Kyle Pickering is a designer living and working in San Francisco’s SoMa neighborhood. Somewhere more typically associated with tech guys than outdoorsy types, Kyle, along with his workplace backpacking club Dece Scouts, has made it his mission to encourage as many people as possible to break out of the city and experience the joys of backpacking. Backcountry recently caught up with Kyle about why he’s so determined to help others enjoy the outdoors—even if it means getting up at 5 a.m. to get out there.
It all started—like most good obsessions do—with a mentor. Kyle Pickering was living in Canada and had little interest in self-initiating a big hike, let alone spending multiple days camping on the trail.
“I had a friend who was the primary driver for me spending time outdoors. I relied on him to call me up on weekends at 7 a.m. and say: ‘Grab your bags. We’re heading out.’ My dad instilled a passion in me for being outside, but it was my friend who really ignited my love for backpacking.”
Unfortunately, his new love was short-lived. Kyle got a new job, and a move to San Francisco put an abrupt end to his regular weekends in the wild. He also lost the connection to his main motivator, and soon settled for just a handful of solo outings a year.
“After several years of going it alone in California, I realized that I could be that person for others—a kind of facilitator—and that it might help me get out there more, too.”
And then, while chatting with some colleagues who’d never been backpacking before, the idea struck: “I didn’t think anyone at work was interested in backpacking at all, but it turns out there were a ton of people up for it, only they’d never been before. I did a few ‘how to’ sessions, and then I gathered a group up for a trip and we had an awesome time. They eventually started referring to the group as ‘Kyle Scouts’—which is obviously a horrible name—until someone suggested ‘dece’ [as in the first half of ‘decent’]. I use the word ‘dece’ a lot to describe things, so I guess it just stuck.”
From online packing lists detailing exactly what you need, to step-by-step guides on how to responsibly poop in the woods, Dece Scouts has grown out of a casual workplace social group to a club welcoming new members from across town. And after being unofficially established in 2016, they now have their own website, logo, and even a gear library to combat the often-cited barrier of expensive equipment preventing people from hitting the trail.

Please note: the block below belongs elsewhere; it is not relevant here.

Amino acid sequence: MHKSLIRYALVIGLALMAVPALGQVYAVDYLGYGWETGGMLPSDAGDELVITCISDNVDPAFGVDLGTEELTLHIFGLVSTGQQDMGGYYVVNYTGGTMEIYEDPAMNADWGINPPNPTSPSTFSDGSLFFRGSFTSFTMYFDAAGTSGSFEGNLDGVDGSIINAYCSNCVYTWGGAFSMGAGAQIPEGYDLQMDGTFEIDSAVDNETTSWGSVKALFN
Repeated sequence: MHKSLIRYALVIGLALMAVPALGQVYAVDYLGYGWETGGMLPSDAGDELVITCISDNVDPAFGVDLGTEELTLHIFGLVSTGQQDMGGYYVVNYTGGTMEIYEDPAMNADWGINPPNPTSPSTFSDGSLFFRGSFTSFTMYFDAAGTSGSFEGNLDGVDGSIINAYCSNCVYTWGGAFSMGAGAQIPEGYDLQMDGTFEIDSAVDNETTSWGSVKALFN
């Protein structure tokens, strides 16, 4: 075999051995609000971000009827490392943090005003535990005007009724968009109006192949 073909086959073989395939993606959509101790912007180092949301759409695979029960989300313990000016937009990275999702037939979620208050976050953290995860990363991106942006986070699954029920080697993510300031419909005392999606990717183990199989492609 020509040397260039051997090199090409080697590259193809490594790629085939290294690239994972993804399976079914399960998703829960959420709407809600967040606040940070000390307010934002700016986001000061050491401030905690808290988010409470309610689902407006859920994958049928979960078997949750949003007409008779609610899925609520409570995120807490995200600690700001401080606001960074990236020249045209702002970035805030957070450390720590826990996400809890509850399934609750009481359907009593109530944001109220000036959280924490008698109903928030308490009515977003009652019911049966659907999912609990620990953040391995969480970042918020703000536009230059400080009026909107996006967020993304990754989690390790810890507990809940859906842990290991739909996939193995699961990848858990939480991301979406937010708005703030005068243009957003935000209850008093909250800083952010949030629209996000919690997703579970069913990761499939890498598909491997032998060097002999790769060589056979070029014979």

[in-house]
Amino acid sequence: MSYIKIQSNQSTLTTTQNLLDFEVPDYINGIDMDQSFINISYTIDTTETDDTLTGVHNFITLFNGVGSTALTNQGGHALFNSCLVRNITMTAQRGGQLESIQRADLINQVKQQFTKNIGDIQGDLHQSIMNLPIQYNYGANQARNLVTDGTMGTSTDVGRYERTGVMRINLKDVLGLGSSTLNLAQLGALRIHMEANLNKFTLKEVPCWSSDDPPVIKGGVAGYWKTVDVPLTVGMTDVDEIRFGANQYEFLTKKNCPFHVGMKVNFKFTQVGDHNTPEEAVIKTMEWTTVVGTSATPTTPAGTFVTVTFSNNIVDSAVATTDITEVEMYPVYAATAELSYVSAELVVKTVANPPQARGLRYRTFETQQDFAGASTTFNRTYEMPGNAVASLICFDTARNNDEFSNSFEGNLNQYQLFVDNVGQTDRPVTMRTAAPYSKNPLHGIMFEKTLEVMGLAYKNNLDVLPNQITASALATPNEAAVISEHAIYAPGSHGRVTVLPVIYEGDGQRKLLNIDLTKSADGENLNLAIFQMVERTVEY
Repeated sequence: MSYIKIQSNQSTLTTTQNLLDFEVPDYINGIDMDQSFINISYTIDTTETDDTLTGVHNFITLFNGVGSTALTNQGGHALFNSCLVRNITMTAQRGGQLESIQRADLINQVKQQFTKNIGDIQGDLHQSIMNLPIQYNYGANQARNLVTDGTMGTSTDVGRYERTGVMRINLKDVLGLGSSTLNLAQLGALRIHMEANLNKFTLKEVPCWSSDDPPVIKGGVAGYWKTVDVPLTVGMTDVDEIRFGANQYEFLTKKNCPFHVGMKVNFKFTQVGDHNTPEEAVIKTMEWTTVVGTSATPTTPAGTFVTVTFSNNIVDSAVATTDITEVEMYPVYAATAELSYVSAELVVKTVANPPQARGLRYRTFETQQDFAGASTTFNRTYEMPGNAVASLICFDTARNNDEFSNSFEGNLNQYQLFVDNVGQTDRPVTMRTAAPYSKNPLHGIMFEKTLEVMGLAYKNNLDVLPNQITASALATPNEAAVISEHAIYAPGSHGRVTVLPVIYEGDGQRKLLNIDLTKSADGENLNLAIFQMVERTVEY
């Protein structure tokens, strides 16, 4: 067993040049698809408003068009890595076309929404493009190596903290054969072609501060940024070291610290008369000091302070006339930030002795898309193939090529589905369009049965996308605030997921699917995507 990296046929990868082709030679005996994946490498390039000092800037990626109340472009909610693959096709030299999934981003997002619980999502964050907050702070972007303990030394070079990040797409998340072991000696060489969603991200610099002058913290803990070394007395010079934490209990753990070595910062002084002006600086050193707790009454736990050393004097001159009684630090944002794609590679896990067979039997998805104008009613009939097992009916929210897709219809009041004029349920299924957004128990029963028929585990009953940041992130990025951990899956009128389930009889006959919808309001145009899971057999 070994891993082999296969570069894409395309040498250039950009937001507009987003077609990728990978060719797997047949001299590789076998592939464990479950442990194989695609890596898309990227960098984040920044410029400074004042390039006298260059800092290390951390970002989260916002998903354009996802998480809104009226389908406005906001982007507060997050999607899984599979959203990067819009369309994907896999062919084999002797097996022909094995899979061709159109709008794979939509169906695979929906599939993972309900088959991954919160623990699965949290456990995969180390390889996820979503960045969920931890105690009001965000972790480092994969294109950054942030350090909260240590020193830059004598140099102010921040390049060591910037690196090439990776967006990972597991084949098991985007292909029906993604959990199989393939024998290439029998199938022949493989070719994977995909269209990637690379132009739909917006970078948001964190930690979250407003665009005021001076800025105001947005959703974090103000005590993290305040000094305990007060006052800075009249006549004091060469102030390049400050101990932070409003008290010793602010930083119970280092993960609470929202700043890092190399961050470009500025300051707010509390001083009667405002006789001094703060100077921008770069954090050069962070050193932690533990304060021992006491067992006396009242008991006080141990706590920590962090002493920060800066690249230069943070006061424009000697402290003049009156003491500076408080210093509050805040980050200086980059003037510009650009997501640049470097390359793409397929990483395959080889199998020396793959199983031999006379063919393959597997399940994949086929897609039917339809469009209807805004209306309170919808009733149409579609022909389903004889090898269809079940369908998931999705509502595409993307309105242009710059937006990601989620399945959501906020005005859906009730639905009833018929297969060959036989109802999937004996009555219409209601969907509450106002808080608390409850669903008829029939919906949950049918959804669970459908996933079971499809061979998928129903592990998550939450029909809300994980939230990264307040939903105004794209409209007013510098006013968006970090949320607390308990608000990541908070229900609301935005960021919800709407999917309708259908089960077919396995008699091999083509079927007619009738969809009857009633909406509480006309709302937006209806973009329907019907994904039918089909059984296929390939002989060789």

“Our aim is to be as welcoming as possible” says Kyle. “It’s a way of getting people up and running. It doesn’t take long to learn how to pack, how to set up a tent, and how to cook food. Even those who were total newcomers have now been on five or six trips.”
Because of the collaborative atmosphere in the group, Kyle refers to all members of Dece Scouts as co-founders. As much benefit as they get from joining, Kyle also profits from more opportunities to go on trips. It also engenders a strong sense of ownership—with scouts regularly suggesting new adventures: “I recently had a desert photo on my desktop at work, and one of my coworkers was like, ‘oh man. I want to go hike on a sand dune. So two weeks later, we flew to Vegas, rented cars, then drove to the Mojave and hiked on some sand dunes. It was such a cool way of inspiring an awesome adventure. I now make sure all my desktop backgrounds are outdoorsy” laughs Kyle.
Recent recruit Sarah Freier-Miller took on her first winter backpacking trip at the beginning of January. The group hiked to Ice House Reservoir in Eldorado National Forest through treacherous conditions, and Kyle describes Sarah’s experience as transformative—viewing her account of the trip as a clear example as to why Dece Scouts exists.
“I found myself able to enjoy the natural beauty, even though my body was starting to feel the effects of what was a pretty extraordinary weekend physically and mentally” explains Sarah in a journal posted to the Dece Scouts website. “I definitely had some uncomfortable moments trudging through the snow, but they were mixed with feelings of pride that we were so close to completing a trip I wasn’t sure, at the outset, I could handle.”
“This was one of the most memorable things I’ve done. I’m grateful for my fellow Dece Scouts who were all extremely patient with my slower pace and inexperience with certain gear. I felt completely safe and supported the entire time. I think that’s what makes a great scout pack, and why I can’t wait for my next trip with Dece.”
Ultimately, Kyle would love for the scouts to start planning and taking part in their own trips—introducing more people to the joys of heading out at the weekend for a taste of adventure. After all, one of backpacking’s main attractions is its simple nature. Plus, it’s a great way to make your weekends feel that little bit longer.
“We’re essentially weekend warriors,” says Kyle, “unless it’s a long weekend, then we’re slightly longer weekend warriors [laughs]. We’ll wake up at 5 a.m. on Saturday morning, drive to the trailhead, then hike to our destination. Next morning, we just chill, enjoy breakfast, sip on some coffee, then make the hike back to the cars. It’s pretty straightforward—we just help each other to spend more quality time outdoors.”
Planning your first backpacking trip? See our guide.